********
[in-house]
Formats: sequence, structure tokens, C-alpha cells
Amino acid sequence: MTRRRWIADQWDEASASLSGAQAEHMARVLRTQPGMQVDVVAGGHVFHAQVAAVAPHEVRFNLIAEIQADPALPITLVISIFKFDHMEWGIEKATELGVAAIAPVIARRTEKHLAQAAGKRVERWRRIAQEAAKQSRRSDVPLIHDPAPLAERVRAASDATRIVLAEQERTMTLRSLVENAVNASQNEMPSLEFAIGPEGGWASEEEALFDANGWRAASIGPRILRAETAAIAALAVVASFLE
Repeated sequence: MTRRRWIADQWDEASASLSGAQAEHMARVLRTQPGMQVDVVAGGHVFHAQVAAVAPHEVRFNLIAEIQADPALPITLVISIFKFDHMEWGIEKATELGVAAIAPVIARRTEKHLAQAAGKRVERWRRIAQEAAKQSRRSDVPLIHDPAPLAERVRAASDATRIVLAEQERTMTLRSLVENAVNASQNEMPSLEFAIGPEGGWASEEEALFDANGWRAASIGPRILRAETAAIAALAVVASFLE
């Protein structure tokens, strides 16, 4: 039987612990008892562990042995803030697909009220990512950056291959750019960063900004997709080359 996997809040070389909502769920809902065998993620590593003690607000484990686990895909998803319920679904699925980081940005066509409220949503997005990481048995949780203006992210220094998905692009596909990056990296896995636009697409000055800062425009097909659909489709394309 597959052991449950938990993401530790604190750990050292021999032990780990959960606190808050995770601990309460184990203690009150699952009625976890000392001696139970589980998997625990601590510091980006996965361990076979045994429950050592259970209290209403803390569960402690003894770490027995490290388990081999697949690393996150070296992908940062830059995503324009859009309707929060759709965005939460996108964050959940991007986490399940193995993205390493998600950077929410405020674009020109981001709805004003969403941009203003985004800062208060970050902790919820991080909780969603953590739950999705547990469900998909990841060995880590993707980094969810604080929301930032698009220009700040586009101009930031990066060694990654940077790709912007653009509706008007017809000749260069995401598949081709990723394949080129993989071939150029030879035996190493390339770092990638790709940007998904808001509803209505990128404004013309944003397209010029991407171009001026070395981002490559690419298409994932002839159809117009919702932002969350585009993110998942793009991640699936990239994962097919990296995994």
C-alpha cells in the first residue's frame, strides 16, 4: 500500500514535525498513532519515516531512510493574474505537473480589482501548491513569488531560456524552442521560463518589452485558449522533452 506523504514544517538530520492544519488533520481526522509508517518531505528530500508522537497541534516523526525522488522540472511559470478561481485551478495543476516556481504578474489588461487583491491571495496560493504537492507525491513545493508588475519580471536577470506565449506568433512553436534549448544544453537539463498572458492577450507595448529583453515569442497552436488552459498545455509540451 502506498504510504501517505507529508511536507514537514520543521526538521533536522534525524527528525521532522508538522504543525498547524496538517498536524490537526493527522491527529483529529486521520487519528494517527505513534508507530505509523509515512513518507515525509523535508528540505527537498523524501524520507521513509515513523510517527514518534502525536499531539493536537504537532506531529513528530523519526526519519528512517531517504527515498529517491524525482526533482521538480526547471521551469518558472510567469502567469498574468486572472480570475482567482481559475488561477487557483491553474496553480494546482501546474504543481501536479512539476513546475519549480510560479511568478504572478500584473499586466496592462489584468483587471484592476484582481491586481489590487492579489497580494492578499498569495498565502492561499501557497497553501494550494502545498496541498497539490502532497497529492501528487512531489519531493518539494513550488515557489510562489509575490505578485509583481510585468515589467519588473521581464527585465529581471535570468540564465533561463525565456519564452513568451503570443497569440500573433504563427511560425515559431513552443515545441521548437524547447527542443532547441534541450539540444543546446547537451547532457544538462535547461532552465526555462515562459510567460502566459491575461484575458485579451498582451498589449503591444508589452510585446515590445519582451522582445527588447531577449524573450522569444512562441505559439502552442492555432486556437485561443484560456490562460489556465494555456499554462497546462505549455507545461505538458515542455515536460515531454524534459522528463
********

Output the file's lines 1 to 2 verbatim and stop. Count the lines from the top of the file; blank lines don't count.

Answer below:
[in-house]
Formats: sequence, structure tokens, C-alpha cells